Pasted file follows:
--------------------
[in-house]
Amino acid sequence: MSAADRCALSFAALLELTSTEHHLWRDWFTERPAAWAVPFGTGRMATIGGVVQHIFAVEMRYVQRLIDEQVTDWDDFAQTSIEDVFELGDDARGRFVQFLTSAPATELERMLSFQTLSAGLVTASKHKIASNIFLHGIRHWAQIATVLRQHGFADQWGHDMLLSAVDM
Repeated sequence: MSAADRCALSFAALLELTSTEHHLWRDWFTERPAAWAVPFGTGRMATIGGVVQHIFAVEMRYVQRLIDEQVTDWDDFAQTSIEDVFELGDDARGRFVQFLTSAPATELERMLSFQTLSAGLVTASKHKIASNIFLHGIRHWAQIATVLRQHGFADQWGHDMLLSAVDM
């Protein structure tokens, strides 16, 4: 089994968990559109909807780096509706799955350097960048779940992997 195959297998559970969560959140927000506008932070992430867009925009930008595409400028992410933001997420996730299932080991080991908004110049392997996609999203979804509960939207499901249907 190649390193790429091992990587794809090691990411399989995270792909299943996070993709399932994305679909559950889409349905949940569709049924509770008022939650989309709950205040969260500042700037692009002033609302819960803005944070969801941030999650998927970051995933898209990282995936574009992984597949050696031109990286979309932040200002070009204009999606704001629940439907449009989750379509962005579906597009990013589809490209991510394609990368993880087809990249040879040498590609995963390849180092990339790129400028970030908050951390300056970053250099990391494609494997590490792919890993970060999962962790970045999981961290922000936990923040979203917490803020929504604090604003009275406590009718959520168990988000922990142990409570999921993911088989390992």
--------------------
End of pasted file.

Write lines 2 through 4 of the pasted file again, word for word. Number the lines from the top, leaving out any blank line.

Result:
Amino acid sequence: MSAADRCALSFAALLELTSTEHHLWRDWFTERPAAWAVPFGTGRMATIGGVVQHIFAVEMRYVQRLIDEQVTDWDDFAQTSIEDVFELGDDARGRFVQFLTSAPATELERMLSFQTLSAGLVTASKHKIASNIFLHGIRHWAQIATVLRQHGFADQWGHDMLLSAVDM
Repeated sequence: MSAADRCALSFAALLELTSTEHHLWRDWFTERPAAWAVPFGTGRMATIGGVVQHIFAVEMRYVQRLIDEQVTDWDDFAQTSIEDVFELGDDARGRFVQFLTSAPATELERMLSFQTLSAGLVTASKHKIASNIFLHGIRHWAQIATVLRQHGFADQWGHDMLLSAVDM
């Protein structure tokens, strides 16, 4: 089994968990559109909807780096509706799955350097960048779940992997 195959297998559970969560959140927000506008932070992430867009925009930008595409400028992410933001997420996730299932080991080991908004110049392997996609999203979804509960939207499901249907 190649390193790429091992990587794809090691990411399989995270792909299943996070993709399932994305679909559950889409349905949940569709049924509770008022939650989309709950205040969260500042700037692009002033609302819960803005944070969801941030999650998927970051995933898209990282995936574009992984597949050696031109990286979309932040200002070009204009999606704001629940439907449009989750379509962005579906597009990013589809490209991510394609990368993880087809990249040879040498590609995963390849180092990339790129400028970030908050951390300056970053250099990391494609494997590490792919890993970060999962962790970045999981961290922000936990923040979203917490803020929504604090604003009275406590009718959520168990988000922990142990409570999921993911088989390992």